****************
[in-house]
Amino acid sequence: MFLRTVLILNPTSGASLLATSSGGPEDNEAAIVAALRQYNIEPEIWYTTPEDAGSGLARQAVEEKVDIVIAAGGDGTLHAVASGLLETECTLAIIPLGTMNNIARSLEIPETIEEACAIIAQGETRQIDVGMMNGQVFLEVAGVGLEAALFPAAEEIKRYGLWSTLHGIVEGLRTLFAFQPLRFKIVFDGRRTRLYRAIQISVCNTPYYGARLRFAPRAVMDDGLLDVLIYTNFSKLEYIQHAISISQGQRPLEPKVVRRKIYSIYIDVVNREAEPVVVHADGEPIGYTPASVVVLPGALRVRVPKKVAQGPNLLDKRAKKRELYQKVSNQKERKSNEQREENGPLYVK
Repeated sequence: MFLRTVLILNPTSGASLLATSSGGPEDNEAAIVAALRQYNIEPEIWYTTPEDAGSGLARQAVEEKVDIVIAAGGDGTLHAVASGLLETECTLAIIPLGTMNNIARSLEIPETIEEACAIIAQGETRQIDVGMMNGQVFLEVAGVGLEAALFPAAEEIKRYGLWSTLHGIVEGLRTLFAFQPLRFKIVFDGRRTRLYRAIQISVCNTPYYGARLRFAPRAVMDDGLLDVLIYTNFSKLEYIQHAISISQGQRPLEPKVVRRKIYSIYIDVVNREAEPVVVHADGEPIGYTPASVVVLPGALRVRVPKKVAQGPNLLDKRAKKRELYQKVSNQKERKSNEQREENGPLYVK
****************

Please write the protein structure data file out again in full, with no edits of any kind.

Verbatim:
[in-house]
Amino acid sequence: MFLRTVLILNPTSGASLLATSSGGPEDNEAAIVAALRQYNIEPEIWYTTPEDAGSGLARQAVEEKVDIVIAAGGDGTLHAVASGLLETECTLAIIPLGTMNNIARSLEIPETIEEACAIIAQGETRQIDVGMMNGQVFLEVAGVGLEAALFPAAEEIKRYGLWSTLHGIVEGLRTLFAFQPLRFKIVFDGRRTRLYRAIQISVCNTPYYGARLRFAPRAVMDDGLLDVLIYTNFSKLEYIQHAISISQGQRPLEPKVVRRKIYSIYIDVVNREAEPVVVHADGEPIGYTPASVVVLPGALRVRVPKKVAQGPNLLDKRAKKRELYQKVSNQKERKSNEQREENGPLYVK
Repeated sequence: MFLRTVLILNPTSGASLLATSSGGPEDNEAAIVAALRQYNIEPEIWYTTPEDAGSGLARQAVEEKVDIVIAAGGDGTLHAVASGLLETECTLAIIPLGTMNNIARSLEIPETIEEACAIIAQGETRQIDVGMMNGQVFLEVAGVGLEAALFPAAEEIKRYGLWSTLHGIVEGLRTLFAFQPLRFKIVFDGRRTRLYRAIQISVCNTPYYGARLRFAPRAVMDDGLLDVLIYTNFSKLEYIQHAISISQGQRPLEPKVVRRKIYSIYIDVVNREAEPVVVHADGEPIGYTPASVVVLPGALRVRVPKKVAQGPNLLDKRAKKRELYQKVSNQKERKSNEQREENGPLYVK